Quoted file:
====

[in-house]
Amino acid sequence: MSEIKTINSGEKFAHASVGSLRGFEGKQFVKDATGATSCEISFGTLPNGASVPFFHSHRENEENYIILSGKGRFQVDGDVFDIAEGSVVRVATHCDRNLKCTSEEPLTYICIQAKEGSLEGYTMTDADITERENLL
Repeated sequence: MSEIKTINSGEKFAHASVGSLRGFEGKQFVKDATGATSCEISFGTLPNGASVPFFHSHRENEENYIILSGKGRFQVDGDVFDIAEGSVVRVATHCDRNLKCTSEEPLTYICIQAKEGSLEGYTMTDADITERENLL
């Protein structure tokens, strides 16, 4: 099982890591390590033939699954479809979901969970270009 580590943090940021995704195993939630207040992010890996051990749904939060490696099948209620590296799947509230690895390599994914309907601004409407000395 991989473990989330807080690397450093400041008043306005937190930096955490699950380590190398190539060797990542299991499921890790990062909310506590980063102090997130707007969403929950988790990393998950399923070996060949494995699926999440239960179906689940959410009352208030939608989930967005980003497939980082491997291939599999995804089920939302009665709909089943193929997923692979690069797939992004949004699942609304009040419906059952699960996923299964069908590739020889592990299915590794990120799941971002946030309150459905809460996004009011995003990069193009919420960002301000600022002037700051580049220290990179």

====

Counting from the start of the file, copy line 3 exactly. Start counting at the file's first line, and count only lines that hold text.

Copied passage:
Repeated sequence: MSEIKTINSGEKFAHASVGSLRGFEGKQFVKDATGATSCEISFGTLPNGASVPFFHSHRENEENYIILSGKGRFQVDGDVFDIAEGSVVRVATHCDRNLKCTSEEPLTYICIQAKEGSLEGYTMTDADITERENLL